Initial steps are being taken to give the Cape Hatteras Lighthouse a well-deserved restoration from the inside out, and the first portion of the project – the design phase – is already underway, per an update from the National Park Service.
Built in 1868-70, the Cape Hatteras Lighthouse has understandably suffered some wear and tear due to regular exposure to salt air, high winds, intense sunlight, and a 2,900 ft. move to its current location in 1999.
“It’s an amazing structure,” said Mark Dowdle, Deputy Superintendent of the National Park Service (NPS) Outer Banks Group. “It’s known and loved by so many, and is part of the environment of the Outer Banks. But it needs some work from time to time, and it’s time to do some of that work now.”
The upcoming renovation will address a myriad of repairs and upgrades, which range from the marble surfaces in the interior, to the light at the top of the 198-foot tall structure.
The ongoing data collection and design phase will allow the National Park Service to determine exactly what the future work will entail, as well as the timeframe for the overall project.
“Basically, the contractor is outlining what needs to be done. We have not awarded a contract for construction yet, but this will help determine the language that would go into a contract for the repairs,” said Dowdle.
Local NPS representatives are working with national colleagues in the cultural resources arena, and a contractor has been enlisted to assist with this initial design phase.
“We know we have a number of items that we need to address,” said Dowdle. “For example, we know we need to repair the brick and mortar [components], the marble floors that are in the entryway, and the first eight flights of stairs.”
In addition, the lighthouse has a number of metal components – including the roof – which are particularly vulnerable to corrosion in the coastal environment. As such, a lot of work will be concentrated on making repairs to the existing metal parts, or replacing any deteriorating parts as needed.
Renovations or upgrades to the beacon at the top of the structure are also being considered during the design phase. The beacon still serves as an active aid to navigation, and the light fixture is monitored and managed by the U.S. Coast Guard, so the NPS is partnering with the Coast Guard to see what an upgrade to the light would entail.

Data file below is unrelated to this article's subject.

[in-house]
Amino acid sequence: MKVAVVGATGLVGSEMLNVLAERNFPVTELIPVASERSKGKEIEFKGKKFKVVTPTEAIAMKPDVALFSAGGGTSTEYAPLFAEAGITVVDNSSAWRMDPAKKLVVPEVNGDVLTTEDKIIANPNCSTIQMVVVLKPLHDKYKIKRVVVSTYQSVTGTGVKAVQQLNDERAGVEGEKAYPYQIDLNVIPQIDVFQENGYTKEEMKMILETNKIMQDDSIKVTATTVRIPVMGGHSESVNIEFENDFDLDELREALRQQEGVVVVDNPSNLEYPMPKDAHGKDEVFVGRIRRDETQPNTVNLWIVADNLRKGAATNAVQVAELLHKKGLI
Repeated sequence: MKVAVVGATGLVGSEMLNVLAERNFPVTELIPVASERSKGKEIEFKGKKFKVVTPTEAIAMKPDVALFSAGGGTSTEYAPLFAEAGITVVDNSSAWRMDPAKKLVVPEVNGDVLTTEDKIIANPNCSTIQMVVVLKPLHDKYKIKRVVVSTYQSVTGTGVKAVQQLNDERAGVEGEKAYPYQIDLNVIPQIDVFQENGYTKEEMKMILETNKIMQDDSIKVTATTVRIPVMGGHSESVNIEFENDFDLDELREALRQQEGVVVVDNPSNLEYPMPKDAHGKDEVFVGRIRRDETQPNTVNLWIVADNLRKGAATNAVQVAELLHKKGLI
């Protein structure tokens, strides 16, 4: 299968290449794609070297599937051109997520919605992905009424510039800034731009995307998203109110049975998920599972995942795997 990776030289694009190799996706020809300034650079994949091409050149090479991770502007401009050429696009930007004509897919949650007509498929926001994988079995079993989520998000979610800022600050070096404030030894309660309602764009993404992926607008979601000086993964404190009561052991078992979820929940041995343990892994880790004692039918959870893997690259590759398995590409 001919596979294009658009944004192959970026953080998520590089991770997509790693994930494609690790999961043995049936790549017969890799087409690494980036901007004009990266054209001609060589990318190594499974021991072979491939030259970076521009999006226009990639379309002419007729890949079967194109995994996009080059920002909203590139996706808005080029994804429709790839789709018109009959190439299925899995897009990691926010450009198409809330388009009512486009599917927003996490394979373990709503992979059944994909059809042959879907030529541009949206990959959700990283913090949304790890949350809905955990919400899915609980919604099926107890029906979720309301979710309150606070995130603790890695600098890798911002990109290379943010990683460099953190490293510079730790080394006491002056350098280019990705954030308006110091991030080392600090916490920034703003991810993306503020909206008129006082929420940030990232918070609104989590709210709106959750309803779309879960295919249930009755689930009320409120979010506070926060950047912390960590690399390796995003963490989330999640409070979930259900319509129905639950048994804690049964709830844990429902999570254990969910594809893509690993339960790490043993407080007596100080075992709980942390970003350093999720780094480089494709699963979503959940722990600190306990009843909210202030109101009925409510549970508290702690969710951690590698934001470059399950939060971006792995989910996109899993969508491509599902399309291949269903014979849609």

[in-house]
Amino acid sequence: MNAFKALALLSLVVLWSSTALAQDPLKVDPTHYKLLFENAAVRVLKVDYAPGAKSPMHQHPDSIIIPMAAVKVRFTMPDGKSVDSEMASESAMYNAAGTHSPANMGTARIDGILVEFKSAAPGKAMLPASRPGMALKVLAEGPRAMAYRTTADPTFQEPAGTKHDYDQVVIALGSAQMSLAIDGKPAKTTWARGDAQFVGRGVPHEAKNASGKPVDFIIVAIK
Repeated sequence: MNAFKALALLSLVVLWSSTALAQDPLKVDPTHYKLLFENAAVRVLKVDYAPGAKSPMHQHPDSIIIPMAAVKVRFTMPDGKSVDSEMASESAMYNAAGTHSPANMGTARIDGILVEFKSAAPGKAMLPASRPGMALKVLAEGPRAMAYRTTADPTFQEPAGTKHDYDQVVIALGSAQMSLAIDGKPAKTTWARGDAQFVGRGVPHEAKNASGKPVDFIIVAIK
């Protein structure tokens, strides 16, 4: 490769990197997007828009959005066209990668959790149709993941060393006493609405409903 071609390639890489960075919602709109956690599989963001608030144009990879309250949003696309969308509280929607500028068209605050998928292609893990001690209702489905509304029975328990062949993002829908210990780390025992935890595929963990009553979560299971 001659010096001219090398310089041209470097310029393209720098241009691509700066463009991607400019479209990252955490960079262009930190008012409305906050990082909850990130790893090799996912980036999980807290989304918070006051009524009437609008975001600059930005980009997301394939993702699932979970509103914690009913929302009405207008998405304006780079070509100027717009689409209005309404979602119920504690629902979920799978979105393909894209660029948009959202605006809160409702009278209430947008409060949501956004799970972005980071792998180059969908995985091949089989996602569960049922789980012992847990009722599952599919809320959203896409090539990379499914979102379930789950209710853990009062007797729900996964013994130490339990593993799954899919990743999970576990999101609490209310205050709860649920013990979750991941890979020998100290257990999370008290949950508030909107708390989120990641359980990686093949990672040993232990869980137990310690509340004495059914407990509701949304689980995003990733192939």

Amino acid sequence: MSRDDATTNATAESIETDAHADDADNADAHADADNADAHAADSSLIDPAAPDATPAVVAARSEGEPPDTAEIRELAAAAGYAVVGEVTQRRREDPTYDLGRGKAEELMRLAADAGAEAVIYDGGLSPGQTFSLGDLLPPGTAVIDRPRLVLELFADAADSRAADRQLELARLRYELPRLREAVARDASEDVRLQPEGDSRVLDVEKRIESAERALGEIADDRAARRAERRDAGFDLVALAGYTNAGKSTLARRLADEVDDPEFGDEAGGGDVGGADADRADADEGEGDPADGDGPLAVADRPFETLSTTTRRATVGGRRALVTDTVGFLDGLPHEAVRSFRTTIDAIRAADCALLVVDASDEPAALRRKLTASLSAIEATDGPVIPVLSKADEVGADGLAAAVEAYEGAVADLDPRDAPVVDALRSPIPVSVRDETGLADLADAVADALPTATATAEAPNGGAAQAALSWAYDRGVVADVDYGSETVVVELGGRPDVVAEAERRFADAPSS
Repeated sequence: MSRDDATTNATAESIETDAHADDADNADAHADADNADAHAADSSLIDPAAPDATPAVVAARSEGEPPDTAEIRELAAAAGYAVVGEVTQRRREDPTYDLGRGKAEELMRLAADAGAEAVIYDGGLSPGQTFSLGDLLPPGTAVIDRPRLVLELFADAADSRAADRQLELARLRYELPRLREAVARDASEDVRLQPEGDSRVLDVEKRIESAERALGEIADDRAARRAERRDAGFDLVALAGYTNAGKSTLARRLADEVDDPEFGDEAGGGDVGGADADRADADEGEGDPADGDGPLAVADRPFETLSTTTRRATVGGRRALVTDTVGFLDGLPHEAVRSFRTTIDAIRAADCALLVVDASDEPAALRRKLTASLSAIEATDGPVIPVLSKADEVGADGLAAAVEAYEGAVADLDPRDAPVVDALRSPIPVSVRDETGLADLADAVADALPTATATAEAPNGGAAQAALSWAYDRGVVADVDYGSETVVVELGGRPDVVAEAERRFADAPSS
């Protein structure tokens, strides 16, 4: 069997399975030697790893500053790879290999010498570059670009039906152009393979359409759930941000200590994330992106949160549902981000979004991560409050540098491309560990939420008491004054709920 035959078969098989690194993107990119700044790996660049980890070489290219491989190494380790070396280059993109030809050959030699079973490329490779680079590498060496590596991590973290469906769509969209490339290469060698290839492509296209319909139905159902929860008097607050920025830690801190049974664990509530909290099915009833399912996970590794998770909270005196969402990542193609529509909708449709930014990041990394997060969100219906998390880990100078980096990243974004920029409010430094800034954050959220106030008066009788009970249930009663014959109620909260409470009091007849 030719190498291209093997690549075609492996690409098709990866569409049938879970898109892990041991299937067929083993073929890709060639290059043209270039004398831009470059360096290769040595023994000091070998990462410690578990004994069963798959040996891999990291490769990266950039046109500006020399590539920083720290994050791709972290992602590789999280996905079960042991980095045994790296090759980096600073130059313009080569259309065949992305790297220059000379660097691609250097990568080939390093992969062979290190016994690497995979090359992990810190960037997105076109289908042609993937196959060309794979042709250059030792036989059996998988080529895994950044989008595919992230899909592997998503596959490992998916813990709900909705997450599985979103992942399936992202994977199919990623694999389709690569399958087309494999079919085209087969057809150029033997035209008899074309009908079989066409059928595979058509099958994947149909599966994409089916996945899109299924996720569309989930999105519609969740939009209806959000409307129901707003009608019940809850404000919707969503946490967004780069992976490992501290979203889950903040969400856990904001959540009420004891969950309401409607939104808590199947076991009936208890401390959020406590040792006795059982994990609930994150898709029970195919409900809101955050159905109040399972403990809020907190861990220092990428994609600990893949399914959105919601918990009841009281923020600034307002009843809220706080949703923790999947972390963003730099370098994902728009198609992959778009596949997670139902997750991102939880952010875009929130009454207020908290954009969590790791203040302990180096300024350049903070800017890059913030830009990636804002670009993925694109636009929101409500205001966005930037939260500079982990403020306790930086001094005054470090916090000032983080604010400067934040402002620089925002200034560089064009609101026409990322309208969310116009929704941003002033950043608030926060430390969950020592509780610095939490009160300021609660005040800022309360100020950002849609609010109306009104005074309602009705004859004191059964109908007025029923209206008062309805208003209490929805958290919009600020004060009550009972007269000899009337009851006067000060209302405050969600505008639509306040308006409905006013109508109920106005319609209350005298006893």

Finally, (and what will likely be one of the most noticeable aspects of the restoration), the exterior of the lighthouse will also get a fresh new coat of paint during the upcoming project. “That’s the bow on the design package,” said Dowdle.
Once the design phase is complete and a contractor has been enlisted for the work, actual construction on the project is slated to begin in the spring or summer of 2021. “That will be dependent on getting our design package completed, and [what the work] entails,” said Dowdle. “Because we are still gathering data, we are not exactly sure when the project will be completed once we start.”
“Construction will take some time, and we do expect the lighthouse to be closed to visitors for one or two climbing seasons when the work is underway.”
The project has been in the works for years, and the National Park Service has already received funding for the upcoming repairs. The items that need to be addressed stem from the results of a 2014 Comprehensive Condition Assessment Report and a 2016 Historic Structure Report.
Though the exact timeline and the extent of repairs are still being determined, these initial steps will help create a clearer picture of the details, and will propel the project forward in the months and years to come. In the meantime, lighthouse fans can look forward to a facelift and a fresh look for the 150-year-old landmark in the not-so-distant future.